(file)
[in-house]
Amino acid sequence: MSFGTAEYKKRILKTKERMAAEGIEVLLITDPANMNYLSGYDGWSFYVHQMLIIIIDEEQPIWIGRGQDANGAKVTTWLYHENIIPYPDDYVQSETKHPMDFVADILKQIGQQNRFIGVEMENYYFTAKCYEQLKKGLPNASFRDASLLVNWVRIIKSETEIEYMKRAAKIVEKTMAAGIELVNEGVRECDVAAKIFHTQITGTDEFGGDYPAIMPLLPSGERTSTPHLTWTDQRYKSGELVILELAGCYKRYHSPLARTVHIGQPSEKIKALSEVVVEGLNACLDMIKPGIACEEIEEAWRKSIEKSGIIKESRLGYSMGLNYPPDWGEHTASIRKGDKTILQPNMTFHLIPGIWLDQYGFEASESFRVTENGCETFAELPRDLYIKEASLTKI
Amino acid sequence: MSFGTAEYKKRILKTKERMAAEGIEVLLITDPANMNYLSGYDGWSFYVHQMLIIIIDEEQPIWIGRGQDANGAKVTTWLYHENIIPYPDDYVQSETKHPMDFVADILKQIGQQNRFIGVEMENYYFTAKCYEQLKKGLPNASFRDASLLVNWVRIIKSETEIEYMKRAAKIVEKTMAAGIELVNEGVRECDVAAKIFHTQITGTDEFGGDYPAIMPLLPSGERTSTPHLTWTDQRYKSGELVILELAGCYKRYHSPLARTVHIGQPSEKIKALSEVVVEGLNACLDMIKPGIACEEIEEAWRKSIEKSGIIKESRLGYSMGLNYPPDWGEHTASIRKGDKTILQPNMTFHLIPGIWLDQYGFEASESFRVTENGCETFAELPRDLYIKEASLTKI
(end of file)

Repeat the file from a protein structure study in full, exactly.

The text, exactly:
[in-house]
Amino acid sequence: MSFGTAEYKKRILKTKERMAAEGIEVLLITDPANMNYLSGYDGWSFYVHQMLIIIIDEEQPIWIGRGQDANGAKVTTWLYHENIIPYPDDYVQSETKHPMDFVADILKQIGQQNRFIGVEMENYYFTAKCYEQLKKGLPNASFRDASLLVNWVRIIKSETEIEYMKRAAKIVEKTMAAGIELVNEGVRECDVAAKIFHTQITGTDEFGGDYPAIMPLLPSGERTSTPHLTWTDQRYKSGELVILELAGCYKRYHSPLARTVHIGQPSEKIKALSEVVVEGLNACLDMIKPGIACEEIEEAWRKSIEKSGIIKESRLGYSMGLNYPPDWGEHTASIRKGDKTILQPNMTFHLIPGIWLDQYGFEASESFRVTENGCETFAELPRDLYIKEASLTKI
Amino acid sequence: MSFGTAEYKKRILKTKERMAAEGIEVLLITDPANMNYLSGYDGWSFYVHQMLIIIIDEEQPIWIGRGQDANGAKVTTWLYHENIIPYPDDYVQSETKHPMDFVADILKQIGQQNRFIGVEMENYYFTAKCYEQLKKGLPNASFRDASLLVNWVRIIKSETEIEYMKRAAKIVEKTMAAGIELVNEGVRECDVAAKIFHTQITGTDEFGGDYPAIMPLLPSGERTSTPHLTWTDQRYKSGELVILELAGCYKRYHSPLARTVHIGQPSEKIKALSEVVVEGLNACLDMIKPGIACEEIEEAWRKSIEKSGIIKESRLGYSMGLNYPPDWGEHTASIRKGDKTILQPNMTFHLIPGIWLDQYGFEASESFRVTENGCETFAELPRDLYIKEASLTKI